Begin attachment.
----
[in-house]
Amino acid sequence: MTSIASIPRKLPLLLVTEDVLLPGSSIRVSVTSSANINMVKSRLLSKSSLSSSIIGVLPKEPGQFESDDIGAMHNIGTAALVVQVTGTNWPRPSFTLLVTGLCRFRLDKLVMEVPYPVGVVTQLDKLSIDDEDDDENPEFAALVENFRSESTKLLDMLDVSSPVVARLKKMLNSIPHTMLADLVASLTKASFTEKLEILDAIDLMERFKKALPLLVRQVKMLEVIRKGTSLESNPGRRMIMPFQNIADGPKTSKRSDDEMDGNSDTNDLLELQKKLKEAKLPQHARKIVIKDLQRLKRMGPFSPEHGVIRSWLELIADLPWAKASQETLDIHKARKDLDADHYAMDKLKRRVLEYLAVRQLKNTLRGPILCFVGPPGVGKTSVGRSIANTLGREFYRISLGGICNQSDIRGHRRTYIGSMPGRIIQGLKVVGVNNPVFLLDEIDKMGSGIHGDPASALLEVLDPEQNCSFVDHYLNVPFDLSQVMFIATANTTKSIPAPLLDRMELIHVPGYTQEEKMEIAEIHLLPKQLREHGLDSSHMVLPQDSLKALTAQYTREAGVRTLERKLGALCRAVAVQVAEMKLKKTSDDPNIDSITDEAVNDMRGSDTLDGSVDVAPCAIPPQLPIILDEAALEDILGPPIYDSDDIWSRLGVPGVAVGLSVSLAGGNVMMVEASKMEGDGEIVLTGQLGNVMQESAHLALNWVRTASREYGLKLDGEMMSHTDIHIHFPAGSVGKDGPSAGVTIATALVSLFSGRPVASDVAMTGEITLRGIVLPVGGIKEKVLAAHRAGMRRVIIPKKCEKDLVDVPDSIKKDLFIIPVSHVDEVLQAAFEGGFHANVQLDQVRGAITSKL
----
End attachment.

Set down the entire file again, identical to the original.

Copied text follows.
[in-house]
Amino acid sequence: MTSIASIPRKLPLLLVTEDVLLPGSSIRVSVTSSANINMVKSRLLSKSSLSSSIIGVLPKEPGQFESDDIGAMHNIGTAALVVQVTGTNWPRPSFTLLVTGLCRFRLDKLVMEVPYPVGVVTQLDKLSIDDEDDDENPEFAALVENFRSESTKLLDMLDVSSPVVARLKKMLNSIPHTMLADLVASLTKASFTEKLEILDAIDLMERFKKALPLLVRQVKMLEVIRKGTSLESNPGRRMIMPFQNIADGPKTSKRSDDEMDGNSDTNDLLELQKKLKEAKLPQHARKIVIKDLQRLKRMGPFSPEHGVIRSWLELIADLPWAKASQETLDIHKARKDLDADHYAMDKLKRRVLEYLAVRQLKNTLRGPILCFVGPPGVGKTSVGRSIANTLGREFYRISLGGICNQSDIRGHRRTYIGSMPGRIIQGLKVVGVNNPVFLLDEIDKMGSGIHGDPASALLEVLDPEQNCSFVDHYLNVPFDLSQVMFIATANTTKSIPAPLLDRMELIHVPGYTQEEKMEIAEIHLLPKQLREHGLDSSHMVLPQDSLKALTAQYTREAGVRTLERKLGALCRAVAVQVAEMKLKKTSDDPNIDSITDEAVNDMRGSDTLDGSVDVAPCAIPPQLPIILDEAALEDILGPPIYDSDDIWSRLGVPGVAVGLSVSLAGGNVMMVEASKMEGDGEIVLTGQLGNVMQESAHLALNWVRTASREYGLKLDGEMMSHTDIHIHFPAGSVGKDGPSAGVTIATALVSLFSGRPVASDVAMTGEITLRGIVLPVGGIKEKVLAAHRAGMRRVIIPKKCEKDLVDVPDSIKKDLFIIPVSHVDEVLQAAFEGGFHANVQLDQVRGAITSKL